Data breaches. Cybercrime. Phishing. Pharming. Botnet. Dark Web. Ransomware. Fullz.
It wasn’t that long ago that these words didn’t even exist. But things have evolved. Fast. We now live in a digital information age where organizations need to employ encryption technology to protect their data – and their reputations – from cybercriminal activity.
What’s more, now the COVID-19 pandemic has forced more people to work from home where they’re accessing private networks remotely, emailing confidential documents, and, well … doing just about everything online. It’s a situation that cybercriminals are surely looking to take advantage of.
So, the need for encryption technologies for cyber security is certainly evolving. Are organizations around the world keeping up?
That’s part of what the Ponemon Institute attempts to find out with its annual Global Encryption Trends Study. The 2020 study results are based on a survey of 6,457 individuals in 17 countries/regions.
So what did they uncover?
Encryption use continues to grow
Over the past 15 years, the number of companies that consistently apply an encryption strategy across the entire enterprise has steadily increased, and is now at 48%. Conversely, the number of companies using no encryption strategy at all has decreased to an all-time low of 13%.
The remaining 39% (not shown in Figure 1) are the organizations that have a limited encryption plan or strategy that is applied to certain applications and data types. So, together, this means that 87% of companies surveyed have at least some form of encryption strategy. That’s a good sign.
Companies are using encryption for the right reasons
For the first 12 years of this study, the main reason companies gave for using encryption technology solutions was compliance. They were doing it because they had to, not necessarily because they thought they needed to. But that’s changing. The last three years, compliance has fallen from the top spot, revealing that companies are beginning to understand the importance of data security.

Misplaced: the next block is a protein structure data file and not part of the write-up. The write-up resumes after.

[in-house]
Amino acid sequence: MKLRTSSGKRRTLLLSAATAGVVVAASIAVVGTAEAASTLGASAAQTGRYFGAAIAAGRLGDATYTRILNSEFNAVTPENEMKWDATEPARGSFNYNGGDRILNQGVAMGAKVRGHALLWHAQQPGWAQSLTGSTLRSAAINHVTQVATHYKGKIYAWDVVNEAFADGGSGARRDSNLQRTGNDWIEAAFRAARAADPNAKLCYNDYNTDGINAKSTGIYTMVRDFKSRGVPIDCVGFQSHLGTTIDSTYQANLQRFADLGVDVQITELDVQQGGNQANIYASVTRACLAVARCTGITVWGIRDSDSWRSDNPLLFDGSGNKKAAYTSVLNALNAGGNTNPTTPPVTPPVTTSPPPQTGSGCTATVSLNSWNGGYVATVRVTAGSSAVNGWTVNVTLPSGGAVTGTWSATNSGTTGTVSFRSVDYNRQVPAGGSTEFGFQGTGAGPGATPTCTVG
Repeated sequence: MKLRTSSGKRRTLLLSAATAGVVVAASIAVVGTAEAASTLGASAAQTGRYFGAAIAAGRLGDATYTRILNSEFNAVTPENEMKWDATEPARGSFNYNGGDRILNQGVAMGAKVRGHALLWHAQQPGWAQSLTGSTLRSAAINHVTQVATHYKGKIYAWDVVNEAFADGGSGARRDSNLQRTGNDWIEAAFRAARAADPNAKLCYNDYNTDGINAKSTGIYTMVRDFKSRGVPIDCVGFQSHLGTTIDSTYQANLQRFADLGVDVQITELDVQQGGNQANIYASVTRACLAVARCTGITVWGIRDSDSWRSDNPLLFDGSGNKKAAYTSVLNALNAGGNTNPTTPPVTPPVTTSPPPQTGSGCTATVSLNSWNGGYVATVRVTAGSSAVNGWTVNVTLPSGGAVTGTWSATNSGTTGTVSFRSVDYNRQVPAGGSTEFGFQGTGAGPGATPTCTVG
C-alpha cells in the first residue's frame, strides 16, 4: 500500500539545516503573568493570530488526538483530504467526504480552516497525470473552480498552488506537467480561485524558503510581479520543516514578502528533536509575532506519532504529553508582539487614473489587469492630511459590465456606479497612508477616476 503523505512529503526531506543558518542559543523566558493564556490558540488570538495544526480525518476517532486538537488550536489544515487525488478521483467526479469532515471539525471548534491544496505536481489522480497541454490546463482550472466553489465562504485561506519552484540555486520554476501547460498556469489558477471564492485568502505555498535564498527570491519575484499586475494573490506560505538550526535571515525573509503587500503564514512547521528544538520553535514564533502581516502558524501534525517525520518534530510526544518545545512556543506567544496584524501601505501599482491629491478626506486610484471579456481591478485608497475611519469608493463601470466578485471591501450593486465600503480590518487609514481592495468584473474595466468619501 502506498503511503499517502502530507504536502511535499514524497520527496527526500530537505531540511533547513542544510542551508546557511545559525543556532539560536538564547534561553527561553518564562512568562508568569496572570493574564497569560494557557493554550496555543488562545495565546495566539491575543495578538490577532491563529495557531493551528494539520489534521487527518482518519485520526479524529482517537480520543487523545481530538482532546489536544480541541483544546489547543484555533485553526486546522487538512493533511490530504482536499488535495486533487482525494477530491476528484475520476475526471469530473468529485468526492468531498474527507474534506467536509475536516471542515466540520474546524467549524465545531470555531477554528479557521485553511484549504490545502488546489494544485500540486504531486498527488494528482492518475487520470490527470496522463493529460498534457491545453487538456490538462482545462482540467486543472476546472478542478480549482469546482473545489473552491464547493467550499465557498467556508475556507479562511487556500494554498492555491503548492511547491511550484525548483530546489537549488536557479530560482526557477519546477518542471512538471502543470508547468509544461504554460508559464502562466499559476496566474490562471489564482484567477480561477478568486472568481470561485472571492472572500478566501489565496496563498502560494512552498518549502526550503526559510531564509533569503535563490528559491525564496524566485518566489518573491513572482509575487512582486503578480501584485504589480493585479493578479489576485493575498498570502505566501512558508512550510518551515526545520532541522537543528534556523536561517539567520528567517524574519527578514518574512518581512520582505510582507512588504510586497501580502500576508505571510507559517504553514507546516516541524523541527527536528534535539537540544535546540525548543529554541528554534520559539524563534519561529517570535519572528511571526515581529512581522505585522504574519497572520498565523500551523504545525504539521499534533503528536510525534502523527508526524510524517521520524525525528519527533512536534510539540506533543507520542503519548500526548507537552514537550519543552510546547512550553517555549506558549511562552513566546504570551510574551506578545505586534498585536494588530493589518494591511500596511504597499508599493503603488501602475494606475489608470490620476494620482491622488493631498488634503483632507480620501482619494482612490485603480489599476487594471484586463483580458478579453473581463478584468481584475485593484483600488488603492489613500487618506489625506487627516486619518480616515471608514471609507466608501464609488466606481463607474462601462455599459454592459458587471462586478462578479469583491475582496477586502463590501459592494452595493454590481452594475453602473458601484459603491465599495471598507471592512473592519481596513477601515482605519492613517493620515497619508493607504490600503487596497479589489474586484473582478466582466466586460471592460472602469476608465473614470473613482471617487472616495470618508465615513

And according to the 2020 study, the new #1 driver for using encryption technologies is protecting customer personal information. Companies understand – or have learned the hard way – the true costs associated with a data breach. Coming in a close second and third were protecting enterprise intellectual property and protecting information against specific, identified threats.
Encryption management is not easy
We’ve all heard people use the phrase “it’s not rocket science,” when referring to a simple task, implying, of course, that rocket science is as complex as it gets. Is encryption management the new rocket science? Because let’s be honest … it’s no walk in the park.
When asked to rate on a scale of 1 to 10 the overall “pain” associated with managing keys within their organization, the most common answer was “9 or 10.” (It’s probably no surprise that “1 or 2” was the least cited answer.)
So what makes key management so painful? According to respondents, the two biggest factors are:
- No clear ownership
- Lack of skilled personnel
That doesn’t align with known best practices, yet it’s a trend we see time and again from organizations, in relation to not only key management, but also the management of their digital certificates.
As for the types of keys that are most difficult to manage, the top answers were:
- Keys for external cloud or hosted services, including Bring Your Own Key (BYOK) keys
- SSH keys
- Signing keys
And when it comes to encryption failure, as Figure 4 shows, it’s not hackers or malicious insiders that are the biggest threat to sensitive data. It’s employee mistakes – further supporting the idea that encryption management is not easy.
There are no major tide shifts on the near-term horizon
No “trends” report is complete without a look to the future. The study asked people to look into their crystal ball and predict what’s next. How far away are we from multi-party computation? Homomorphic encryption? Quantum algorithms? Respondents seem to think multi-party computation is the first encryption solution that will achieve mainstream adoption.
Other future trends indicate a continued increase in the use of hardware security modules (HSMs), blockchain, public cloud services, and more.
Read the full 2020 Ponemon Global Trends Study to learn more.